Earlier in 2017, the direct-to-consumer genetic testing company began offering a Genetic Weight report that combined both customers' genetic and lifestyle information to determine whether they were more or less likely to weigh more than average. The company said in a white paper at the time that it used data from 600,000 research participants to uncover 300 SNPs that influence body-mass index and then analyzed how they interact with lifestyle factors.
For 23andMe's new study, Tech Review says the firm wants to enroll 100,000 people to follow one of two diet plans or an exercise plan for three months to see whether those approaches had an effect on their weight. One diet plan will have participants avoid carbohydrates while the other group will eat more fiber, but less animal fat. The exercise group will eat the same as usual, but add workouts into their routines.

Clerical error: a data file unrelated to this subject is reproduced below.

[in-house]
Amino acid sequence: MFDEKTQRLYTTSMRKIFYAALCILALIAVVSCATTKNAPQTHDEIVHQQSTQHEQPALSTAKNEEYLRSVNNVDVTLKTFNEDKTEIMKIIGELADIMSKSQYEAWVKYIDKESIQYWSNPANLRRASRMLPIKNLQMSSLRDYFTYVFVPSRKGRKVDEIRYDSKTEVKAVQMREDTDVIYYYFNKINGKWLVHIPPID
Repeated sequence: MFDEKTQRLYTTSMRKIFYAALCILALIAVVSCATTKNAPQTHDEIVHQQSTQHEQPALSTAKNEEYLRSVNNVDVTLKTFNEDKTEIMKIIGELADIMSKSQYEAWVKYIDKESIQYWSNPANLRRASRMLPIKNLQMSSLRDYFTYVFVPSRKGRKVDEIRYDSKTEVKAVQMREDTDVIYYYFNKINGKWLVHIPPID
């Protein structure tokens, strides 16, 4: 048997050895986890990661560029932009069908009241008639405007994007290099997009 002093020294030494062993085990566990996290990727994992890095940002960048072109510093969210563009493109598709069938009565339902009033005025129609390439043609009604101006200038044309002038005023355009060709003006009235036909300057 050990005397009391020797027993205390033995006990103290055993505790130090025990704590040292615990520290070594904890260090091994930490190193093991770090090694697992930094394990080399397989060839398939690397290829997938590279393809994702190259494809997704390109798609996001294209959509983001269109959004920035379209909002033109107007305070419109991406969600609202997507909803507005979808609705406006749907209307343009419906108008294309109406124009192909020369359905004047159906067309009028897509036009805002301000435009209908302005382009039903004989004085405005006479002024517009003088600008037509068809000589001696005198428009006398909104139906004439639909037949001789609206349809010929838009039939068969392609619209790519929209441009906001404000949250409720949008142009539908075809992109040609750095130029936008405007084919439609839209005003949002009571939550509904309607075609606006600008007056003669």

"We wanted to see if we could actually do an interventional trial from start to finish and do it remotely from 23andMe," Geoffrey Benton, the head of health research and development at 23andMe tells Tech Review.
Tech Review adds that the firm hopes to generate data to be able to give customers dieting advice.